A quick scan of any recent headline would reveal that humans live in a highly stressed world, full of violence, terror and hate. Sometimes, it's a wonder we can go on with our lives at all. (If that feels like you, see this recent piece about How to Cope When the World Feels Like Total Chaos.)
“There is a drive to cope and to survive,” says Rajita Sinha, director of the Yale Stress Center and lead author of a new study published in the journal Proceedings of the National Academy of Sciences. Yet we all respond to stress differently, and some of us are more resilient than others.
But why? Sinha and her colleagues wanted to look inside people's brains during a stressful situation to see if anything special was happening to help people cope better with stress. They recruited 30 healthy people and put them in an fMRI scan session for six long minutes, during which they were shown either stressful or neutral images. “When you get stressed, it’s not brief—it goes on for a little bit,” Sinha says. "And that's the state in which the brain has to figure out what to do.” The stressed group was shown 60 scary, violent images, like people being shot, maimed, stabbed and chased. The control group saw neutral images like tables, chairs and lamps.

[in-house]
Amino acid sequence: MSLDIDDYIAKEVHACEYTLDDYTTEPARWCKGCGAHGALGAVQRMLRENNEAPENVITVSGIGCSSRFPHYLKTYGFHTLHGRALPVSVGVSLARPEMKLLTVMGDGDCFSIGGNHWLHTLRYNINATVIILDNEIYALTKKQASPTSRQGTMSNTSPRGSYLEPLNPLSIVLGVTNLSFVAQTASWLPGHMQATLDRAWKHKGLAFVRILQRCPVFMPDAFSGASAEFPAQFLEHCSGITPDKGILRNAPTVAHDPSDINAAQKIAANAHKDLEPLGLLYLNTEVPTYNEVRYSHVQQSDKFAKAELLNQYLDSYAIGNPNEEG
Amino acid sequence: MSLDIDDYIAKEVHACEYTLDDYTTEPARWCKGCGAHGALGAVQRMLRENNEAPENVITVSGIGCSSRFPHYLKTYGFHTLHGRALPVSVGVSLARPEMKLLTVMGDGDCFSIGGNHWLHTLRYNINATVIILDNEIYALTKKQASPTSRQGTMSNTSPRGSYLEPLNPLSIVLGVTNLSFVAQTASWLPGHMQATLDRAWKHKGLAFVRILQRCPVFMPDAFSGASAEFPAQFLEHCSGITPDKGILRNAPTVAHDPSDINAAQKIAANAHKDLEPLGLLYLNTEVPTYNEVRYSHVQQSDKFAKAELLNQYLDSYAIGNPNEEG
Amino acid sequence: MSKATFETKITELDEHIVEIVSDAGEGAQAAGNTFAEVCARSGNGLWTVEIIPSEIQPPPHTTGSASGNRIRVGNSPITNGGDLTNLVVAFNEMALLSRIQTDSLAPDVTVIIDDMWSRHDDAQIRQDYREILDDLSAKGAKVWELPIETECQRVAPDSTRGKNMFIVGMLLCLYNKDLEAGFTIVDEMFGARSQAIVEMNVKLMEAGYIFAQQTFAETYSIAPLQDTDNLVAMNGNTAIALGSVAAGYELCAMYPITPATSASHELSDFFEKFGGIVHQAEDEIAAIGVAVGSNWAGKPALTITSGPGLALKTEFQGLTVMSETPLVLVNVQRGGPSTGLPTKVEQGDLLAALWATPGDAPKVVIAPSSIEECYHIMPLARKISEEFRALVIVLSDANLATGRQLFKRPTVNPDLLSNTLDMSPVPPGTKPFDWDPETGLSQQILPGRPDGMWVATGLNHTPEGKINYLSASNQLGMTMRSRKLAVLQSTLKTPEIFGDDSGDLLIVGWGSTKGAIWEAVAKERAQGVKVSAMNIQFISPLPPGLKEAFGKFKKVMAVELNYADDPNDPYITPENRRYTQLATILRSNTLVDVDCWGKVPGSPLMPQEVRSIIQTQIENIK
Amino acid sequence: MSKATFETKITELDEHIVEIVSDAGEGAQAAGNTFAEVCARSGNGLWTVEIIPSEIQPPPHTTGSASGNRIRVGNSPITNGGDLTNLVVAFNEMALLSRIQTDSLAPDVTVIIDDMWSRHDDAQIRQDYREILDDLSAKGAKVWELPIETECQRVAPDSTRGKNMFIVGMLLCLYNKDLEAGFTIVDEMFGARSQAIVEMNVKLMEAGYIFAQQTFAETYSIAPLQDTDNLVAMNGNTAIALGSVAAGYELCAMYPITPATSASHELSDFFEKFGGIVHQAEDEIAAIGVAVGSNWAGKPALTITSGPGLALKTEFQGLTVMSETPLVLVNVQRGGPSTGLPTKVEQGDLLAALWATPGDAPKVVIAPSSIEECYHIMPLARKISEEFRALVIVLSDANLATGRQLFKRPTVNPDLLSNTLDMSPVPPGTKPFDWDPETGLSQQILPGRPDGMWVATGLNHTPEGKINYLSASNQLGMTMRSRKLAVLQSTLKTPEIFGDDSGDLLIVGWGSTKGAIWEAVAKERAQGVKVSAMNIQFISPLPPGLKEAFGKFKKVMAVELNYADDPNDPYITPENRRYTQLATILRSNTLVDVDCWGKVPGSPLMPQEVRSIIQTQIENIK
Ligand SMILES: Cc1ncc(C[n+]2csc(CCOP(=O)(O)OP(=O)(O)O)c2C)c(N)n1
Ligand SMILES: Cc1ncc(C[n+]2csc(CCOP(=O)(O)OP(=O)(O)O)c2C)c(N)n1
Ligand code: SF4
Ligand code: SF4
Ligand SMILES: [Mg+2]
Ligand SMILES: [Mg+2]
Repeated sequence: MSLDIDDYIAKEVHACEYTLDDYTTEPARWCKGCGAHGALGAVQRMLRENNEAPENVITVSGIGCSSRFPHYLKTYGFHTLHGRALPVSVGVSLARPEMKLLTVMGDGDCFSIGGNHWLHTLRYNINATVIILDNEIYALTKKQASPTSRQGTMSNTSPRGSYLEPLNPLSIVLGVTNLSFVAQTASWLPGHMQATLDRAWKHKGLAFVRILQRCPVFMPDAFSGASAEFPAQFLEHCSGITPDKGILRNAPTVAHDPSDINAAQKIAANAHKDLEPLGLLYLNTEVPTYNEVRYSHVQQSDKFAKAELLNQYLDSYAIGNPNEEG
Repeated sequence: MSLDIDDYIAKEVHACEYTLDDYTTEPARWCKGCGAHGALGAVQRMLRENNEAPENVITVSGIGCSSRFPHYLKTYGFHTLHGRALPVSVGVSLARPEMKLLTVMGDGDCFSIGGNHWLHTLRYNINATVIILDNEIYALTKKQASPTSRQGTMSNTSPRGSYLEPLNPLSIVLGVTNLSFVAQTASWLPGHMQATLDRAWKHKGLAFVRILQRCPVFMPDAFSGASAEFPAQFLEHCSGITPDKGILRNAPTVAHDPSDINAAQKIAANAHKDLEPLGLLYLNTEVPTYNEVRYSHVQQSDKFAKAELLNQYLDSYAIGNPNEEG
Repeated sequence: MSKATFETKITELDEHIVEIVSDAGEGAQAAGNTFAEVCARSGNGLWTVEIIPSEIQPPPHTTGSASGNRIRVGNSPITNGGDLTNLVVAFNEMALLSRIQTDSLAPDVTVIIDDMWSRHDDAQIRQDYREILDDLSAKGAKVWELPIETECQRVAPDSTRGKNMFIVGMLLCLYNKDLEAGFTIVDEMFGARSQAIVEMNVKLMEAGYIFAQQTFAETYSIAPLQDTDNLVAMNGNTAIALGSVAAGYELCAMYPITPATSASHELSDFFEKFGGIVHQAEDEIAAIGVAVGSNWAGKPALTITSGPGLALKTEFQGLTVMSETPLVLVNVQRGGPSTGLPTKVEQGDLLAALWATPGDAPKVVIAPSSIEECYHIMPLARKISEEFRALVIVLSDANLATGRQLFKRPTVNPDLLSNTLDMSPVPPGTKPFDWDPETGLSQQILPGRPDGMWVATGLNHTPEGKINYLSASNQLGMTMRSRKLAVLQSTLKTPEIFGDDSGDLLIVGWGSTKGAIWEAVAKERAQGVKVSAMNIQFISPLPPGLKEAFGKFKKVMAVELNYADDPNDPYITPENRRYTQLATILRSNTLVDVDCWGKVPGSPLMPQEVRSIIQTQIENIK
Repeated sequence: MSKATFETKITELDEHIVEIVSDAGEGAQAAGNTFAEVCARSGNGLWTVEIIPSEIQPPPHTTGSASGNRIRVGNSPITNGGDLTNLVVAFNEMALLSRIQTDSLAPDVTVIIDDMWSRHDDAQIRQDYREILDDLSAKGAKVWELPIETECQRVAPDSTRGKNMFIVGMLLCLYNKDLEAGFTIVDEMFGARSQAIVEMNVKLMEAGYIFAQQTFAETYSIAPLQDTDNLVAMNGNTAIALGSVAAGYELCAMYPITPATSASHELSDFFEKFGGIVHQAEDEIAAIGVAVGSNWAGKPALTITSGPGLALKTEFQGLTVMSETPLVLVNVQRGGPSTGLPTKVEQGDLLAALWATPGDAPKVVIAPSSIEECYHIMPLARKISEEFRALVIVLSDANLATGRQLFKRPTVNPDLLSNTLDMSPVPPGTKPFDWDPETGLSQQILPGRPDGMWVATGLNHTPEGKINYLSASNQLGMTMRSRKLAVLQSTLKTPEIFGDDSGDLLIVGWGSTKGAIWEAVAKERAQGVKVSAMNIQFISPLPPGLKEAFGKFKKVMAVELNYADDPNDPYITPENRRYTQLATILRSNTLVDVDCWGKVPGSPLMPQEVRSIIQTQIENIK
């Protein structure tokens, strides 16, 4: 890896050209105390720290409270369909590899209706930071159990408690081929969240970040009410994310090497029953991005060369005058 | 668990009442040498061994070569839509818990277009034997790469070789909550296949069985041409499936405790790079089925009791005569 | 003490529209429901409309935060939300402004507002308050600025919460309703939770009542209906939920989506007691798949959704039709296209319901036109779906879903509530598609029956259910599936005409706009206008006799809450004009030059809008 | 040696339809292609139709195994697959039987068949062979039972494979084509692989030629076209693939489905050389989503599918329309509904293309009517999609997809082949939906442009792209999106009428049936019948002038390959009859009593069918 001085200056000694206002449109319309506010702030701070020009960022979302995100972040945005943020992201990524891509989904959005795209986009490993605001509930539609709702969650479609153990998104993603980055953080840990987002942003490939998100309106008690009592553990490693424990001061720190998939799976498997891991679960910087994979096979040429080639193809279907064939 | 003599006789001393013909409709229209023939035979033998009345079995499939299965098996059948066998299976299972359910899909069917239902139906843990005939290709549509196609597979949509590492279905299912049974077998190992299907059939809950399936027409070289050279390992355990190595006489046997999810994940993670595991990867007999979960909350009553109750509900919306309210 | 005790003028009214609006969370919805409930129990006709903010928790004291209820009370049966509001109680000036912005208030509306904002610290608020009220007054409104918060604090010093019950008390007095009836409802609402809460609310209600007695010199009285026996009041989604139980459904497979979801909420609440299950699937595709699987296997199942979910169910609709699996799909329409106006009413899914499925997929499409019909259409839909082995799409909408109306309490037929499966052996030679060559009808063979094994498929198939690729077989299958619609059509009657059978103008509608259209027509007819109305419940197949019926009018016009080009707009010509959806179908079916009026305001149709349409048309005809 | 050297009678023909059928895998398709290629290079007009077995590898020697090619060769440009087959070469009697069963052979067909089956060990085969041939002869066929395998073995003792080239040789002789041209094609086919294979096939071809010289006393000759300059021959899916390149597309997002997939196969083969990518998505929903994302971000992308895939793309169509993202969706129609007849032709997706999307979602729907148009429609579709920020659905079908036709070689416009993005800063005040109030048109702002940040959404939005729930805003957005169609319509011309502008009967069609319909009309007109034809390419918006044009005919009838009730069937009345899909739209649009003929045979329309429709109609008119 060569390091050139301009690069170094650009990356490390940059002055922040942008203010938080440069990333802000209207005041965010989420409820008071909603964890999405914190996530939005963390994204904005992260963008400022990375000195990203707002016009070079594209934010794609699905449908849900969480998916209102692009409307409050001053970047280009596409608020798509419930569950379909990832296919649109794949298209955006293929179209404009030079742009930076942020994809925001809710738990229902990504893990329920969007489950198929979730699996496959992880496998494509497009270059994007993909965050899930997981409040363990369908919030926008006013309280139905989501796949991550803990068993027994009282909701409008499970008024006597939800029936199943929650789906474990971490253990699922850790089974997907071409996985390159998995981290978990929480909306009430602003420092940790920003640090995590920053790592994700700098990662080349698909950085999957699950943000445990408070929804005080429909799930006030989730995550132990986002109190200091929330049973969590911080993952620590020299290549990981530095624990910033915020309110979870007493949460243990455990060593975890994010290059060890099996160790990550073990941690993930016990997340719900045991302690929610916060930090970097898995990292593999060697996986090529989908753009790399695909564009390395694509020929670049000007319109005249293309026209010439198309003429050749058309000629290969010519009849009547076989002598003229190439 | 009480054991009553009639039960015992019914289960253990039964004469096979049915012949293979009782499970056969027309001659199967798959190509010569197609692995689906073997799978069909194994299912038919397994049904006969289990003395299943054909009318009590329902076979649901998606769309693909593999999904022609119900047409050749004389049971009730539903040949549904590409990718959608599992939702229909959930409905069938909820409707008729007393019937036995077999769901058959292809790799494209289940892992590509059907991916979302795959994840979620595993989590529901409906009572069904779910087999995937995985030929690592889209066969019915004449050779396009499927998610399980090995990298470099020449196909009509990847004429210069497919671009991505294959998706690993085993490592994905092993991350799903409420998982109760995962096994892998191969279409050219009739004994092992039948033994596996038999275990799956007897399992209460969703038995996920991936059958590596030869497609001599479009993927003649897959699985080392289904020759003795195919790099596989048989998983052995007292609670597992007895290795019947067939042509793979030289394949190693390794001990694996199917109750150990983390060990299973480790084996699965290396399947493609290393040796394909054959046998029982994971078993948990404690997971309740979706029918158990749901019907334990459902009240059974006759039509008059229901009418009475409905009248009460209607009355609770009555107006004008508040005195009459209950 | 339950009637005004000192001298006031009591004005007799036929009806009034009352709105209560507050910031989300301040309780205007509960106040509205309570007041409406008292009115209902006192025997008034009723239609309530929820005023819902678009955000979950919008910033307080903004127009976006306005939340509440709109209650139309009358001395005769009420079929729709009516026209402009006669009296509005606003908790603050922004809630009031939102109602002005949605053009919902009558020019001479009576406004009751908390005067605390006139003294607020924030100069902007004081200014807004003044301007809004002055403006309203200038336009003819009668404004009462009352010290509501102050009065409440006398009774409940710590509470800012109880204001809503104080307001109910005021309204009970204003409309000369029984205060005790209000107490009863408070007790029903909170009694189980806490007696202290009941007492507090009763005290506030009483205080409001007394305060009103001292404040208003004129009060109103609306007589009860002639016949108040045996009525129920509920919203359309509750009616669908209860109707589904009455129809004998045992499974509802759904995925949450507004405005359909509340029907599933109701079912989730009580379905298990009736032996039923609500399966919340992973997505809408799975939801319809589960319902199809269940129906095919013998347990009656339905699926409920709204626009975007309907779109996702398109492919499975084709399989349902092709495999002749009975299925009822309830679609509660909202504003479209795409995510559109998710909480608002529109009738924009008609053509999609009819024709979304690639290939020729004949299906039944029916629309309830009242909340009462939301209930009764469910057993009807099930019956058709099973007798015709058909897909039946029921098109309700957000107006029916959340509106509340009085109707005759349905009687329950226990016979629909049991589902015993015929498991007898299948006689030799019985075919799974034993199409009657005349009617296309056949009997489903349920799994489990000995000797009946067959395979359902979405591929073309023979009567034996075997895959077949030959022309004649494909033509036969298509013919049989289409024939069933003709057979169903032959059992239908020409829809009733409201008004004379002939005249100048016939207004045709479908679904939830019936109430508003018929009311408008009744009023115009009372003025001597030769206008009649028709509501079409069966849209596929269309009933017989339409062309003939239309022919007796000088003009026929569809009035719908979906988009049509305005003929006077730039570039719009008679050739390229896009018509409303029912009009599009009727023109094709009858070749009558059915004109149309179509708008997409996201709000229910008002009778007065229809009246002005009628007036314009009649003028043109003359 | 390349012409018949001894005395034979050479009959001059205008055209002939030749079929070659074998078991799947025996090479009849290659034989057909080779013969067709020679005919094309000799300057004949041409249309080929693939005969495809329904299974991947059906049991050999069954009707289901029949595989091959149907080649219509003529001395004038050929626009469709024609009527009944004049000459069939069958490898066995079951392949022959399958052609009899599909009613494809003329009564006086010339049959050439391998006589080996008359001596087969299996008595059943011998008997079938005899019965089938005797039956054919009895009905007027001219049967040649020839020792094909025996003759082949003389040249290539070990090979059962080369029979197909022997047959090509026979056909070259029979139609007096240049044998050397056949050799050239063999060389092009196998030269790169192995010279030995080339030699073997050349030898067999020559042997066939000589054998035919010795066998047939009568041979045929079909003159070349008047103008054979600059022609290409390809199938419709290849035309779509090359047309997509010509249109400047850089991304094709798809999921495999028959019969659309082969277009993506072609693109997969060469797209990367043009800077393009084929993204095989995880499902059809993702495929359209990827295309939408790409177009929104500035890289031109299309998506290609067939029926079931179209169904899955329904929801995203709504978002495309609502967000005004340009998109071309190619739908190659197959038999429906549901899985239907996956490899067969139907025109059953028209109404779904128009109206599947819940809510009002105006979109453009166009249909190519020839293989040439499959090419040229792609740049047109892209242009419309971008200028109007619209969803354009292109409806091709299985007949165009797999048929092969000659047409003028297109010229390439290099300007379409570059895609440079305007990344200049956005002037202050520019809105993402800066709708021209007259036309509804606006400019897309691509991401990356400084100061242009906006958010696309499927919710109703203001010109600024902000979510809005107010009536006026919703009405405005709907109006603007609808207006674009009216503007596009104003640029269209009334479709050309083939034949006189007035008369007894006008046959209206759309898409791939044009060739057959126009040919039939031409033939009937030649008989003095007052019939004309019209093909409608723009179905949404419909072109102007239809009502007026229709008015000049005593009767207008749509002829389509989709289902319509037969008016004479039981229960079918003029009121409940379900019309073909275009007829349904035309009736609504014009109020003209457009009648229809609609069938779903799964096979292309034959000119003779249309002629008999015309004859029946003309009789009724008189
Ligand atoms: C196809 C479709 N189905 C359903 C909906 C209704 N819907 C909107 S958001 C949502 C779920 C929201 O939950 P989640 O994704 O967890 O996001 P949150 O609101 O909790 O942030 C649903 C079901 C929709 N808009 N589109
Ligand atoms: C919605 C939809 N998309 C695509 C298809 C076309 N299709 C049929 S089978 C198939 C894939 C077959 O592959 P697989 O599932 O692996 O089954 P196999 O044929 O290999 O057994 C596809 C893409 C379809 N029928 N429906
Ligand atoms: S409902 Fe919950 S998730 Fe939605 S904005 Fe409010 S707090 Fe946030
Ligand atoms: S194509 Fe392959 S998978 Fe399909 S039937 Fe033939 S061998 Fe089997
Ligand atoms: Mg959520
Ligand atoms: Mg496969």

The researchers later asked people about some of the ways they cope with stress, including alcohol intake, eating behaviors, and how often they get into arguments.
During stress, the researchers saw something interesting happening in one particular area of the brain: the ventral medial prefrontal cortex, a region involved in emotional regulation and detecting one’s own internal state, like hunger, craving and wanting. People who had more neuroflexibility and neuroplasticity in this region were also less likely to be binge drinkers and emotional eaters, and they were less likely to respond to stress in an emotionally destructive way, Sinha says. “The greater the magnitude of the change in the neural signal, the more active copers they were,” she says. The results suggest that this part of the prefrontal cortex is involved in wresting back control during times of stress—a key aspect to resilience.
More research is needed to see how to increase flexibility in this region, but Sinha believes theirs is a first step in understanding resilience. “We have a natural circuitry to try to regain control and to be resilient,” Sinha says. “I think it’s tied to the survival processes that are hardwired, and this is what we’re tapping into.”